Wednesday 11 November 2020
The panel (clockwise from top-left): Sara Gorton, UNISON head of health; Jon Restell, MiP chief executive; David Cain, chair, MiP National Committee; Saffron Cordery, deputy chief executive, NHS Providers
NHS unions and employers must unite to “advocate for our sector” and make sure all health and care workers receive a “decent pay rise” this year, delegates at MiP’s Summit heard on 5 November.
Thursday’s session of MiP’s virtual Summit featured a conversation on NHS pay between Sara Gorton, UNISON’s head of health, and Saffron Cordery, deputy chief executive of NHS Providers – with contributions from MiP chief executive Jon Restell and National Committee chair David Cain. “We must make sure employers and unions advocate together as a whole sector for our staff,” Gorton told delegates. She said a meaningful pay rise for NHS staff would “boost local economies” while helping to move people off benefits and increasing the Treasury’s tax take.
Cordery agreed, adding: “NHS trusts are anchor institutions in many communities and many families are reliant on an NHS wage. There is a huge economic case for investment in the NHS.”
Cain pointed out that one in 16 people live with or next door to someone who works for the NHS. “The NHS is such a significant economic player. It’s massively important to sustaining family life in the UK,” he said.
Cordery told delegates that NHS trusts wanted to reward staff for their “exceptional contribution” during the pandemic, but admitted that the issue was “just under the surface” because of the “extreme operational pressure” trusts are under. “But as soon as we get over this hump, it’s going to be right back up there… Pay is about how we value people and money does talk,” she said.
She also criticised the government’s scrapping of the three-year spending review planned for this autumn in favour of a one-year settlement. “That really limits our options,” she warned.
Gorton said that the NHS faces “a scary few months while we motivate and manage a really exhausted workforce, and a long slog afterwards to recover. So to put ourselves in any sort of position to recover, we have to be looking at a decent pay rise.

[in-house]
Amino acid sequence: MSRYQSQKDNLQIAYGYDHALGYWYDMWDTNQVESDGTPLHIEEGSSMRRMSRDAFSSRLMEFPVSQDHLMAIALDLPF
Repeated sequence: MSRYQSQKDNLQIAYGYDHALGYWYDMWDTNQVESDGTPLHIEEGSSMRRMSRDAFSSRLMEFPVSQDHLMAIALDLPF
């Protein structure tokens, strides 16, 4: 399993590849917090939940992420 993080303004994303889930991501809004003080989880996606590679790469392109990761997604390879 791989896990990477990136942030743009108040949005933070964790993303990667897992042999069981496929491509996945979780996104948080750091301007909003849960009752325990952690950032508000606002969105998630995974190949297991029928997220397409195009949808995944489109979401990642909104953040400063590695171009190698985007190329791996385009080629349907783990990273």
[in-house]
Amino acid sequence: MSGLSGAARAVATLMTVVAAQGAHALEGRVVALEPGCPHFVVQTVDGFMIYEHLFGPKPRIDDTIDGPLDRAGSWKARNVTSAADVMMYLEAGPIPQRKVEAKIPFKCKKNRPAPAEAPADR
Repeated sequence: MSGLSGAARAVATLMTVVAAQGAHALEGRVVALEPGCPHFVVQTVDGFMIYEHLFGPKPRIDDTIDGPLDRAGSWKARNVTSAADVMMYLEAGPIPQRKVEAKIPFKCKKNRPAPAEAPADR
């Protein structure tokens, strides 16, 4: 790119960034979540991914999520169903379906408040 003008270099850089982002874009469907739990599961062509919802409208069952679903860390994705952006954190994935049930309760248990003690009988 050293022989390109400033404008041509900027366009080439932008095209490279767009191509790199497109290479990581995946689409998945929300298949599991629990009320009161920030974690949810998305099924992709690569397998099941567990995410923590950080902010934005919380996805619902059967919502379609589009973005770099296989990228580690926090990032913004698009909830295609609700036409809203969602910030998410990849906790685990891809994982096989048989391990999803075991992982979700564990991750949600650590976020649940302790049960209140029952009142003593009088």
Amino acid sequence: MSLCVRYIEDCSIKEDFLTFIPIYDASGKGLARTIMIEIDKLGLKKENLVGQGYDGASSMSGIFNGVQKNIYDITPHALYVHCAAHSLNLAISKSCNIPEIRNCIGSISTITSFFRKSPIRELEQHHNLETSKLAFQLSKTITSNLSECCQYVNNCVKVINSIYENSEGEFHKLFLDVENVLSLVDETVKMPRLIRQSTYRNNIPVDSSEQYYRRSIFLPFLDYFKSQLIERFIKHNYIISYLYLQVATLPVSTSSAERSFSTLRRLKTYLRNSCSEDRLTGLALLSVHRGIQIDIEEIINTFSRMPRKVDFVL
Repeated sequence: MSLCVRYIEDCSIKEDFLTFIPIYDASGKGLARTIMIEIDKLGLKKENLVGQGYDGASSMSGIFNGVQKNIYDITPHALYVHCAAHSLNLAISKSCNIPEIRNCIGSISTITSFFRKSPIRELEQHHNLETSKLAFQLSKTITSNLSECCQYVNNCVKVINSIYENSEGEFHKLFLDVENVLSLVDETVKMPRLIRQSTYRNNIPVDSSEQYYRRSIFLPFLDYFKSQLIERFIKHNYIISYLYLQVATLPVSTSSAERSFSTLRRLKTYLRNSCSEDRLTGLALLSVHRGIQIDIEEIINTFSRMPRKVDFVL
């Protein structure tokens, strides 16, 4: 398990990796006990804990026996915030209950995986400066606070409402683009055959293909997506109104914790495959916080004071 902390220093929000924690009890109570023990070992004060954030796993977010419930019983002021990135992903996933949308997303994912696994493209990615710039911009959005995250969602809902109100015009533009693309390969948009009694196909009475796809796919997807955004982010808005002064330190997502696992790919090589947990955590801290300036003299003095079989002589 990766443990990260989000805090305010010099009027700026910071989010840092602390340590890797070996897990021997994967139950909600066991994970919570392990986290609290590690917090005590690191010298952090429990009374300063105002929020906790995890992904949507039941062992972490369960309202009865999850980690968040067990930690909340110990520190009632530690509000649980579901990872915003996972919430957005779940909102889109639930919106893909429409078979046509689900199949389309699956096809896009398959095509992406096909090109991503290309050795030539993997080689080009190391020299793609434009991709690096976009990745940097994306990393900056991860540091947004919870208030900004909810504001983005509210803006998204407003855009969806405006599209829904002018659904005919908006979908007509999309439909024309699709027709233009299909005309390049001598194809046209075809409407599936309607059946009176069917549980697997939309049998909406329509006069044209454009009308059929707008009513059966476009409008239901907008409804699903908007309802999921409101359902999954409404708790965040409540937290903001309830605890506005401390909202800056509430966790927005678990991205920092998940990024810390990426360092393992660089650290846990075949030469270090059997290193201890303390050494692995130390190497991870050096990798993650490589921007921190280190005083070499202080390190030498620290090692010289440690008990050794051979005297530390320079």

“Pay isn’t a silver bullet for workforce issues, but it’s almost like the raising agent you have to put in,” she continued. “Unless it’s in the mix, then none of the other issues work.”
£2k for all?
Calling for a “universal, meaningful and consolidated” pay rise, Gorton outlined UNISON’s campaign for a flat-rate cash increase of £2,000 for all NHS staff. She was optimistic that “the huge public support behind the NHS” would put pressure on the government to respond favourably. “We saw the PM being very grateful for the care he received during his illness. If the government doesn’t follow up… there is real risk of backlash,” she warned. “This isn’t really about an award to individuals it’s about giving people the tools to do the job.”
Welcoming UNISON’s claim as “innovative” and a “good thing”, Cordery called for a pay rise of “nothing less than 3%”. She said: “Clapping is all very well, but what really helps people is a pay award that actually pays their bills.” But securing a multi-year deal was just as important, she insisted: “Organisations need to plan and it’s absolutely critical to know what the pay deal is.”
Gorton and Cordery both rejected the idea of a trade-off between jobs and better pay, and called for the government to fund an agreed pay rise in full. “The pay review body always ask this question and I always say I’m not prepared to answer it,” said Cordery. “It forces a binary response, but it’s not the right question. The right question is, what do we need to do to recruit and reward staff and make sure we have enough staff to do the job?”
Gorton said expected the government to respond by claiming pay rises were a threat to jobs. “But they’re not saying it yet. It’s almost as if they don’t want to admit to the public that they don’t believe people deserve a pay rise,” she explained. “I’m a bit frustrated because I’m really up for this fight: we’ve got the arguments, we’ve got the public behind us and the system is supportive – as Saffron says.”
Managers care about staff pay
Jon Restell said MiP supported a pay deal that would give more help to low-paid staff but was likely to favour a percentage increase with a cash underpinning, rather than a purely cash award.
“Our members think about the people they manage as well as their own pay,” he explained. “Our challenge as a union is how far we balance that. Hardly any trade unions think that way but I’m proud to say we’re one of the few that does.”
Restell warned that many years of neglect had allowed “massive inconsistencies to build up across the pay system”. With past pay deals, “there was always a sting in the tail for Band 8s or 9s”, he said, “and that hurt because people thought they were part of a fair, coherent pay system”.
He stressed that in making the case for a pay rise, it was important to talk about the impact on services. “Our members carry weight as managers,” he said. “If we can talk about how a decent pay rise is going to affect the care that patients receive, we’ll be playing our part as a union.
The discussion was followed by an update from Jon Restell on the current issues with terms and conditions for NHS managers. View the slides from his presentation here.